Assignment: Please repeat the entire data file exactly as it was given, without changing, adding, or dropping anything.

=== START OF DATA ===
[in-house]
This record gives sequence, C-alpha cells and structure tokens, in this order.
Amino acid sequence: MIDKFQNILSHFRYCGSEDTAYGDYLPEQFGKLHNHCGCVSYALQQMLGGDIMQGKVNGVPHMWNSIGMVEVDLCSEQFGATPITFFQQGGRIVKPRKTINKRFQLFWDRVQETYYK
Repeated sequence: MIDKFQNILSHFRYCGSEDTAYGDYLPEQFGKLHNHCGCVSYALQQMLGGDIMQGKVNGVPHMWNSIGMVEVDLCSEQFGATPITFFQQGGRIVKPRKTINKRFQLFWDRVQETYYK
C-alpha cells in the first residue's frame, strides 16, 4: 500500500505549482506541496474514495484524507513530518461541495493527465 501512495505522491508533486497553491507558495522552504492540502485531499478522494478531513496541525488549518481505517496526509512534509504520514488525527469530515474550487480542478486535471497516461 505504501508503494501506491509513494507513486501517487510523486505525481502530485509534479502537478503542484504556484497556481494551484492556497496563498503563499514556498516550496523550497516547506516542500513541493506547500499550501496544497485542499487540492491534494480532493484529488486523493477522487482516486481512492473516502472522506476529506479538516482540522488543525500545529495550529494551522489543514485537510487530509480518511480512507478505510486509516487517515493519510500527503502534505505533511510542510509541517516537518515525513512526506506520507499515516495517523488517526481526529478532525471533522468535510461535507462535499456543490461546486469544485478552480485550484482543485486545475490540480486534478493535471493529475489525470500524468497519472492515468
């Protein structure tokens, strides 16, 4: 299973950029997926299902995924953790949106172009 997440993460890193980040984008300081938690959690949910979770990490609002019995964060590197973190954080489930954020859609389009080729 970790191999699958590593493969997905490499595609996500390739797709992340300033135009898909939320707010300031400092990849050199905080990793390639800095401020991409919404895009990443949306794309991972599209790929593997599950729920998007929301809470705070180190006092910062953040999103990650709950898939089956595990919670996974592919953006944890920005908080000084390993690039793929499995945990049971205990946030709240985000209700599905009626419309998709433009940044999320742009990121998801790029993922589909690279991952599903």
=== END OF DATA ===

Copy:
[in-house]
This record gives sequence, C-alpha cells and structure tokens, in this order.
Amino acid sequence: MIDKFQNILSHFRYCGSEDTAYGDYLPEQFGKLHNHCGCVSYALQQMLGGDIMQGKVNGVPHMWNSIGMVEVDLCSEQFGATPITFFQQGGRIVKPRKTINKRFQLFWDRVQETYYK
Repeated sequence: MIDKFQNILSHFRYCGSEDTAYGDYLPEQFGKLHNHCGCVSYALQQMLGGDIMQGKVNGVPHMWNSIGMVEVDLCSEQFGATPITFFQQGGRIVKPRKTINKRFQLFWDRVQETYYK
C-alpha cells in the first residue's frame, strides 16, 4: 500500500505549482506541496474514495484524507513530518461541495493527465 501512495505522491508533486497553491507558495522552504492540502485531499478522494478531513496541525488549518481505517496526509512534509504520514488525527469530515474550487480542478486535471497516461 505504501508503494501506491509513494507513486501517487510523486505525481502530485509534479502537478503542484504556484497556481494551484492556497496563498503563499514556498516550496523550497516547506516542500513541493506547500499550501496544497485542499487540492491534494480532493484529488486523493477522487482516486481512492473516502472522506476529506479538516482540522488543525500545529495550529494551522489543514485537510487530509480518511480512507478505510486509516487517515493519510500527503502534505505533511510542510509541517516537518515525513512526506506520507499515516495517523488517526481526529478532525471533522468535510461535507462535499456543490461546486469544485478552480485550484482543485486545475490540480486534478493535471493529475489525470500524468497519472492515468
């Protein structure tokens, strides 16, 4: 299973950029997926299902995924953790949106172009 997440993460890193980040984008300081938690959690949910979770990490609002019995964060590197973190954080489930954020859609389009080729 970790191999699958590593493969997905490499595609996500390739797709992340300033135009898909939320707010300031400092990849050199905080990793390639800095401020991409919404895009990443949306794309991972599209790929593997599950729920998007929301809470705070180190006092910062953040999103990650709950898939089956595990919670996974592919953006944890920005908080000084390993690039793929499995945990049971205990946030709240985000209700599905009626419309998709433009940044999320742009990121998801790029993922589909690279991952599903």